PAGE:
EU Auto Engine Test by 2017 The European Commission said April 23 that it plans to adopt by 2017 a new engine test cycle for estimating vehicular fuel efficiency standards, the World Light Duty Test Procedure, despite opposition from European car manufacturers insisting that the time line is too ambitious. The automobile manufacturers want the date pushed
back to 2021.
Biodiesel WTO Dispute World Trade Organization members agreed April 25 to establish a dispute panel to rule whether the European Union’s antidumping duties on imports of biodiesel fuel violate global trade rules. Argentina requested the panel, but the European Union first blocked it at a Dispute Settlement Body meeting March 25.
Indian Solar Trade Case India blocked April 25 a United State request for the establishment of a World Trade Organization dispute panel to rule whether India’s domestic content requirements for products used in its national solar energy program violate global trade rules.
IN Natural Gas Vehicle Legislation Indiana enacted legislation (H.B. 1180) March 27 to limit the tax credit for compressed natural gas vehicles, add a requirement for certain alternative fuel vehicles to obtain a tax fuel decal, and change the definition of commercial vehicles.
UT Solar Credit Utah enacted legislation (S.B. 224) April 1 providing a refundable tax credit to taxpayers who own or lease solar commercial energy systems they begin using after next January 1. The credit is equal to the product of 35 cents and the number of kilowatt-hours of electricity produced and used or sold during the tax year.
MN GHG Law Ruled Unconstitutional The U.S. District Court for the District of Minnesota overturned April 18 a Minnesota law that aimed to reduce CO2 emissions from power plants, ruling that it violated the Commerce Clause. Minnesota Governor Mark Dayton (DFL) will appeal the ruling.
NE Governor Calls for Keystone Ruling Dismissal Nebraska Governor Dave Heineman (R) asked the State Supreme Court April 21 to dismiss a trial judge’s February 19 ruling that the Keystone XL pipeline was approved without proper authority. The court may not hear the case until at least September, and is likely to not rule on it until after the November midterm elections.
U.S. Cities Progressing Toward CO2 Goals The U.S. Conference of Mayors released a survey April 22 finding that more than half of American cities have made formal pledges to reduce their CO2 emissions and that most of those cities are making progress toward their goals.
NY Solar Commitment New York Governor Andrew Cuomo committed April 24 $1 billion to NY-Sun, to significantly expand solar deployment throughout the state and transform the state’s solar industry to a sustainable, subsidy-free sector.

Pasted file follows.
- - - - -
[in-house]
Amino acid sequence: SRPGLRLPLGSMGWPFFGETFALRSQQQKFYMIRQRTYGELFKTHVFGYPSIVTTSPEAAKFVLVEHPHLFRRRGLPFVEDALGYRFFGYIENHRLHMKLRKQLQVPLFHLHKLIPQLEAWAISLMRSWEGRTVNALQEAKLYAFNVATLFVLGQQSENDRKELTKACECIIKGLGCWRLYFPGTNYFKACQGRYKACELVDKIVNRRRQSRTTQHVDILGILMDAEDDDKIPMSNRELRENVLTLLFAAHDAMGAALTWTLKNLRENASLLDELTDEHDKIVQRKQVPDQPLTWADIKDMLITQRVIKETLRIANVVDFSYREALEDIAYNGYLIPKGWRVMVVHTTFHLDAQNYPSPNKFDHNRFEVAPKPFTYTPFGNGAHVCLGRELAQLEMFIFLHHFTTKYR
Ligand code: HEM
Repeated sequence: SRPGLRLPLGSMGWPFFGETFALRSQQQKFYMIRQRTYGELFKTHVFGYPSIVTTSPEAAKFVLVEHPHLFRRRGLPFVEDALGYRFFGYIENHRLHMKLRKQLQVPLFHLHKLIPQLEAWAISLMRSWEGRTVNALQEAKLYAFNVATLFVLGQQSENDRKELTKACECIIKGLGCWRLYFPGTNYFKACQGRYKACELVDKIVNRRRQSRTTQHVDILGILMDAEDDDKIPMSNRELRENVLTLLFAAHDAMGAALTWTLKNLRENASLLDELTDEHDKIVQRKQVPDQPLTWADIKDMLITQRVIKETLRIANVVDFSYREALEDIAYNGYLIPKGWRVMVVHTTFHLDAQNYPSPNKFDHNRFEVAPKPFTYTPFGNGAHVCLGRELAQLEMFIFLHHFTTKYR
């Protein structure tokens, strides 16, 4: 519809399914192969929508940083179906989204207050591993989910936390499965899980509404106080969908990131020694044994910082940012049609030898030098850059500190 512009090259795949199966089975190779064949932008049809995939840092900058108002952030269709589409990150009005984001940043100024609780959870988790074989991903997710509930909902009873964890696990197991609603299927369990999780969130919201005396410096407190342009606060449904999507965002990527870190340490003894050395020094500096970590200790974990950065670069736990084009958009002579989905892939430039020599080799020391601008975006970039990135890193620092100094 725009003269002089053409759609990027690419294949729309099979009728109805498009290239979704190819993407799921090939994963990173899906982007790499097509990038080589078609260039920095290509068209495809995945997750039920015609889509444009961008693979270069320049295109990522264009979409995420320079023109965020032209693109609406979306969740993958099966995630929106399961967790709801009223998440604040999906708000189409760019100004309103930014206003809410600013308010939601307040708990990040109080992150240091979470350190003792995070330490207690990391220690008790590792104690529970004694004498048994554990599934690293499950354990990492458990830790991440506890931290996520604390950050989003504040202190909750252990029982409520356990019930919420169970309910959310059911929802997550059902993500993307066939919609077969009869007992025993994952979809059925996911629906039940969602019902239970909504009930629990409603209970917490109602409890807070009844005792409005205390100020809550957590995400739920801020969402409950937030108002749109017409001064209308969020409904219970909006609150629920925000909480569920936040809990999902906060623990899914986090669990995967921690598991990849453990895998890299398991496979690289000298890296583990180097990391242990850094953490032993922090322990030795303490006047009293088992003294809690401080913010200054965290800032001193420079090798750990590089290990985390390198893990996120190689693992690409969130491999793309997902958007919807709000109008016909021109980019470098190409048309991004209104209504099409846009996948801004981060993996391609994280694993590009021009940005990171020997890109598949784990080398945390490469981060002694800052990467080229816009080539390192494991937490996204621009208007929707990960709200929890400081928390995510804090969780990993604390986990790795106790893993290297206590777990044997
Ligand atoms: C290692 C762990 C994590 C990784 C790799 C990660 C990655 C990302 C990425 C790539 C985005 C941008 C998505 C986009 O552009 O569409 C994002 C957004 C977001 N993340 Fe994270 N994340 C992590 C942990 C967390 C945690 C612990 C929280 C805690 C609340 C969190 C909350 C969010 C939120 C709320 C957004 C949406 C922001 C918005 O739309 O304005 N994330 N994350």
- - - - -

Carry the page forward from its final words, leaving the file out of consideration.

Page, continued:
Businesses Addressing Climate Change Business for Social Responsibility released two reports last week describing how businesses can build climate resilience by investing in adaptation and mitigation efforts. The first report finds that companies around the world are facing increasing climate change risks; and the second focuses on the transportation sector, describing how to address challenges to adopting low-carbon fuels.
Electronics Recycling Rising The Consumer Electronics Association announced April 21 that the United States recycled more than 620 million pounds of consumer electronics last year, more than double the amount recycled in 2010. The association and twelve industry leaders hope to recycle more than one billion pounds of consumer electronics a year by 2016.
$5 Million Efficiency Competition Georgetown University launched April 23 a new energy efficiency competition with a $5 million prize. At least 49 small and medium United States communities and cities will compete, and thousands more are eligible. Participants will compete to reduce power and gas consumption through 2017.
$1 Billion for GE Renewables General Electric announced April 24 that its Energy Financial Services unit will invest more than $1 billion a year on renewable power projects, building upon the $10 billion the company has invested in 17 GW of mostly wind and solar power since forming the unit in 2006. Those plants help avert 26 MMT GHG/year.
Cellulosic Ethanol Emissions Researchers from the University of Nebraska-Lincoln published a study in the April 20 edition of Nature Climate Change finding that using corn stover to produce cellulosic ethanol releases carbon dioxide that would otherwise have been stored in the soil. The study concludes that ethanol produced from corn stover can emit 7 percent more life-cycle GHGs than gasoline, exceeding the 60 percent life-cycle GHG emissions reduction required to qualify as advanced biofuel under the renewable fuel standard.
Nuclear Matters Members Former Clinton-era Environmental Protection Agency Administrator and energy advisor to President Obama Carol Browner joined the Nuclear Matters campaign April 22. Former Senators Evan Bayh and Judd Gregg launched Nuclear Matters last month to promote the benefits of the country’s existing reactor fleet. The group’s Leadership Council already includes former Energy Secretary Spencer Abraham and former Commerce Secretary and chief of staff to President Obama Bill Daley.
Gallup Climate Poll An April 22 Gallup poll found that a quarter of Americans are skeptical of climate change, believing that it is due to natural temperature variations and will not pose a major threat. 39 percent attribute climate change to human activities and are worried, and 36 percent are somewhere between the two groups.
FASB to Vote on Carbon Disclosure The Financial Accounting Standards Board will decide today whether to begin an effort aimed at having oil, gas, coal, and power companies make footnote disclosures about their carbon holdings. If the board does not reject the general course, it could add it to the standard-setting agenda or direct it toward the Emerging Issues Task Force to potentially draft guidance.